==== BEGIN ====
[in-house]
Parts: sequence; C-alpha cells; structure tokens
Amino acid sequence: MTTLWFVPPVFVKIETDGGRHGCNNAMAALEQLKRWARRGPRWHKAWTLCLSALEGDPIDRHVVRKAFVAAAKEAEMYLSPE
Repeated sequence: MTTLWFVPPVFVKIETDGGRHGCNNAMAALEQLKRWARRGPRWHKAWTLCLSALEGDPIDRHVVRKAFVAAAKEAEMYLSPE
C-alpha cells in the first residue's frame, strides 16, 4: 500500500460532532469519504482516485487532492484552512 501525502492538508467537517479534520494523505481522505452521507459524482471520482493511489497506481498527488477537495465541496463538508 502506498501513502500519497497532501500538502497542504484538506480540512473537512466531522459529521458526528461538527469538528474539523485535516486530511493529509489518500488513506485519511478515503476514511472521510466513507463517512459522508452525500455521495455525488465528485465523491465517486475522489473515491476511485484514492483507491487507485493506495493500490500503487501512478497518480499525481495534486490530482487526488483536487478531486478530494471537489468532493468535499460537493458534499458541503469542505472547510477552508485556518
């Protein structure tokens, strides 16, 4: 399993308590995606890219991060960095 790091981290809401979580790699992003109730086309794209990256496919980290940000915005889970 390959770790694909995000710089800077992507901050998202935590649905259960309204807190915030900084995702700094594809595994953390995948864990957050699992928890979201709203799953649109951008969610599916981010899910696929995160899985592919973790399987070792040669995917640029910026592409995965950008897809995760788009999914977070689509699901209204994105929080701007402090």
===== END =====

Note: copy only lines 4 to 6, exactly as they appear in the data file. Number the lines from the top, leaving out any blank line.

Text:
Repeated sequence: MTTLWFVPPVFVKIETDGGRHGCNNAMAALEQLKRWARRGPRWHKAWTLCLSALEGDPIDRHVVRKAFVAAAKEAEMYLSPE
C-alpha cells in the first residue's frame, strides 16, 4: 500500500460532532469519504482516485487532492484552512 501525502492538508467537517479534520494523505481522505452521507459524482471520482493511489497506481498527488477537495465541496463538508 502506498501513502500519497497532501500538502497542504484538506480540512473537512466531522459529521458526528461538527469538528474539523485535516486530511493529509489518500488513506485519511478515503476514511472521510466513507463517512459522508452525500455521495455525488465528485465523491465517486475522489473515491476511485484514492483507491487507485493506495493500490500503487501512478497518480499525481495534486490530482487526488483536487478531486478530494471537489468532493468535499460537493458534499458541503469542505472547510477552508485556518
């Protein structure tokens, strides 16, 4: 399993308590995606890219991060960095 790091981290809401979580790699992003109730086309794209990256496919980290940000915005889970 390959770790694909995000710089800077992507901050998202935590649905259960309204807190915030900084995702700094594809595994953390995948864990957050699992928890979201709203799953649109951008969610599916981010899910696929995160899985592919973790399987070792040669995917640029910026592409995965950008897809995760788009999914977070689509699901209204994105929080701007402090």